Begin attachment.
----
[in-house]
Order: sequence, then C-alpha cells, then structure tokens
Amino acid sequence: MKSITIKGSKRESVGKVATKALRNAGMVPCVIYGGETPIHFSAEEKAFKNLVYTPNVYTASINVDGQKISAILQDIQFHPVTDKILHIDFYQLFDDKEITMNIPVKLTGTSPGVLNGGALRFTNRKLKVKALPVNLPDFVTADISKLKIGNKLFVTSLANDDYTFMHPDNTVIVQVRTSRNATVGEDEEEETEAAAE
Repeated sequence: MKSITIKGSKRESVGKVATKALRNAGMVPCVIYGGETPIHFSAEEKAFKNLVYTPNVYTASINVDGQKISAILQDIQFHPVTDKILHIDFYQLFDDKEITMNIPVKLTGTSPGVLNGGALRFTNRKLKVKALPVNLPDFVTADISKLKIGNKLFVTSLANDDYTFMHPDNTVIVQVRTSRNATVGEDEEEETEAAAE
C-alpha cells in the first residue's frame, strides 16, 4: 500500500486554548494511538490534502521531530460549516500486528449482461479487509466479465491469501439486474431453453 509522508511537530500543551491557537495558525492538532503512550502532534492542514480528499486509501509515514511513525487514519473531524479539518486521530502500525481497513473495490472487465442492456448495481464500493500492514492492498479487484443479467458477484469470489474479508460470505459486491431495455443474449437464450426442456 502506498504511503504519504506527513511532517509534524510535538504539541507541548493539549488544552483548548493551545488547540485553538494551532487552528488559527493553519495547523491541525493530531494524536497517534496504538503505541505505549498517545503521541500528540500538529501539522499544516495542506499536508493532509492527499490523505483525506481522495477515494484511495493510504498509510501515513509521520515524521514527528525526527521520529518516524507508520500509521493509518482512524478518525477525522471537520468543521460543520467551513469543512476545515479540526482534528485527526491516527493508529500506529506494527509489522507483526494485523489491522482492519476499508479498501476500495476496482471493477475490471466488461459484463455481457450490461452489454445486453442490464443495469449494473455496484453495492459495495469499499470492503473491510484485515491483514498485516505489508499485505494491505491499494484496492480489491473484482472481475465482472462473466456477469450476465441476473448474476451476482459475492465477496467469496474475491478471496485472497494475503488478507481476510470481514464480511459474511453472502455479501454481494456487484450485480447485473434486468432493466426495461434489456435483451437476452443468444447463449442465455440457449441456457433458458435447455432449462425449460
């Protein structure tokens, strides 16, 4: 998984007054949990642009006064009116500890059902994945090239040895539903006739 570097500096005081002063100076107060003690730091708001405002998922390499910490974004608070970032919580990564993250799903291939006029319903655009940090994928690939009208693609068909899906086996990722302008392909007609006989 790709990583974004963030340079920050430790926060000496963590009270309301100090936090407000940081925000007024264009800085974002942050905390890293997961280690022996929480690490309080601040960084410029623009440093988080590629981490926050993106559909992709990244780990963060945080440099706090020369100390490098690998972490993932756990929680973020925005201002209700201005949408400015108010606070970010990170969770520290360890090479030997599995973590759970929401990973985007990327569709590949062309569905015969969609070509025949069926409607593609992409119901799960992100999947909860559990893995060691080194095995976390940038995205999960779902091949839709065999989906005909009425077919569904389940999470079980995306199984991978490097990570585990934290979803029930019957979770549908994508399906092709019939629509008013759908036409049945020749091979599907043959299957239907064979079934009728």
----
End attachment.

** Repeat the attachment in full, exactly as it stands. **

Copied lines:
[in-house]
Order: sequence, then C-alpha cells, then structure tokens
Amino acid sequence: MKSITIKGSKRESVGKVATKALRNAGMVPCVIYGGETPIHFSAEEKAFKNLVYTPNVYTASINVDGQKISAILQDIQFHPVTDKILHIDFYQLFDDKEITMNIPVKLTGTSPGVLNGGALRFTNRKLKVKALPVNLPDFVTADISKLKIGNKLFVTSLANDDYTFMHPDNTVIVQVRTSRNATVGEDEEEETEAAAE
Repeated sequence: MKSITIKGSKRESVGKVATKALRNAGMVPCVIYGGETPIHFSAEEKAFKNLVYTPNVYTASINVDGQKISAILQDIQFHPVTDKILHIDFYQLFDDKEITMNIPVKLTGTSPGVLNGGALRFTNRKLKVKALPVNLPDFVTADISKLKIGNKLFVTSLANDDYTFMHPDNTVIVQVRTSRNATVGEDEEEETEAAAE
C-alpha cells in the first residue's frame, strides 16, 4: 500500500486554548494511538490534502521531530460549516500486528449482461479487509466479465491469501439486474431453453 509522508511537530500543551491557537495558525492538532503512550502532534492542514480528499486509501509515514511513525487514519473531524479539518486521530502500525481497513473495490472487465442492456448495481464500493500492514492492498479487484443479467458477484469470489474479508460470505459486491431495455443474449437464450426442456 502506498504511503504519504506527513511532517509534524510535538504539541507541548493539549488544552483548548493551545488547540485553538494551532487552528488559527493553519495547523491541525493530531494524536497517534496504538503505541505505549498517545503521541500528540500538529501539522499544516495542506499536508493532509492527499490523505483525506481522495477515494484511495493510504498509510501515513509521520515524521514527528525526527521520529518516524507508520500509521493509518482512524478518525477525522471537520468543521460543520467551513469543512476545515479540526482534528485527526491516527493508529500506529506494527509489522507483526494485523489491522482492519476499508479498501476500495476496482471493477475490471466488461459484463455481457450490461452489454445486453442490464443495469449494473455496484453495492459495495469499499470492503473491510484485515491483514498485516505489508499485505494491505491499494484496492480489491473484482472481475465482472462473466456477469450476465441476473448474476451476482459475492465477496467469496474475491478471496485472497494475503488478507481476510470481514464480511459474511453472502455479501454481494456487484450485480447485473434486468432493466426495461434489456435483451437476452443468444447463449442465455440457449441456457433458458435447455432449462425449460
């Protein structure tokens, strides 16, 4: 998984007054949990642009006064009116500890059902994945090239040895539903006739 570097500096005081002063100076107060003690730091708001405002998922390499910490974004608070970032919580990564993250799903291939006029319903655009940090994928690939009208693609068909899906086996990722302008392909007609006989 790709990583974004963030340079920050430790926060000496963590009270309301100090936090407000940081925000007024264009800085974002942050905390890293997961280690022996929480690490309080601040960084410029623009440093988080590629981490926050993106559909992709990244780990963060945080440099706090020369100390490098690998972490993932756990929680973020925005201002209700201005949408400015108010606070970010990170969770520290360890090479030997599995973590759970929401990973985007990327569709590949062309569905015969969609070509025949069926409607593609992409119901799960992100999947909860559990893995060691080194095995976390940038995205999960779902091949839709065999989906005909009425077919569904389940999470079980995306199984991978490097990570585990934290979803029930019957979770549908994508399906092709019939629509008013759908036409049945020749091979599907043959299957239907064979079934009728």